For Alberta NDP Leader Ray Martin, the June 15 provincial election was a crushing setback. The party that he had helped take from political obscurity in the early 1970s to official Opposition status in 1986 lost all of its 15 seats in the legislature-including Martin’s own in the working-class riding of Edmonton/Norwood. But in announcing his resignation as NDP leader last week, Martin flatly rejected suggestions that the electoral debacle demonstrated that the NDP’s message is increasingly falling on deaf ears. “Do not write an obituary for the New Democratic Party,” Martin admonished reporters. “It won’t die. It has its philosophy of justice, compassion and fairness.” But many within Martin’s own party, including some defeated MLAs, contend that the problems for the NDP go much deeper—and that the party’s stunning defeat in Alberta sounds a clear warning for social democrats across the country.
Martin attributes the NDP’s loss in Alberta almost exclusively to what he calls “strategic voting.” Thousands of traditional NDP supporters, he says, voted for the resurgent provincial liberals in an attempt to oust the governing Progressive Conservatives led by Premier Ralph Klein. As a result, adds Martin, the Liberals captured 13 of 15 seats held by the NDP on its way to becoming Alberta’s official Opposition. But while almost everyone agrees
that strategic voting was a significant factor, it was not the only one. Former NDP MLA Barry Pashak, who lost his seat in Calgary/Forest Lawn to the Tories, says that the party needs to radically rethink both its policies and its rhetoric. “If we formed a government and tried to implement all of our policy directives, we would bankrupt the government overnight,” says Pashak. “Many of our policies are completely unreal—they reflect special interest groups.”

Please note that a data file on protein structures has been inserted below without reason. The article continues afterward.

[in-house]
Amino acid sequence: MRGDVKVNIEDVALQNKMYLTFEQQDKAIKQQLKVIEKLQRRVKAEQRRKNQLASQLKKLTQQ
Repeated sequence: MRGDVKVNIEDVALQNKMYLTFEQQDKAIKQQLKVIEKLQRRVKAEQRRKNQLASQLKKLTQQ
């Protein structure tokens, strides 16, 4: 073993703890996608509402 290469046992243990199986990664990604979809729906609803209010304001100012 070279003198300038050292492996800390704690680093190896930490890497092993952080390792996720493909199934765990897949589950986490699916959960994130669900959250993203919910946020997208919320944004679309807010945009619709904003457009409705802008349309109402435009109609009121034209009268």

During the Alberta campaign, Martin stressed traditional NDP themes. He spoke of the need to create jobs and protect social programs, while criticizing his opponents for being obsessed with deficit reduction. But the message did not always have its desired effect. George Mulligan, an unemployed crane operator in Martin’s own riding who supported the NDP in the past, voted Liberal this time. While Mulligan says that his main aim was to defeat Klein, he also was critical of Martin’s pledge to increase taxes on people earning more than $80,000. “He forgets that they are the people who invest, who put people to work,” says Mulligan. “Why hit these guys?”
Still, in his parting remarks, Martin cautioned against any radical change in direction. He also rejected suggestions that the party is too beholden to special interest groups such as unions, feminists and environmentalists. “The ideals of standing up for the underdog will always be part of this party,” he declared. Perhaps. But for the next four years at leasfi the party will have to pursue those ideals outside the Alberta legislature.
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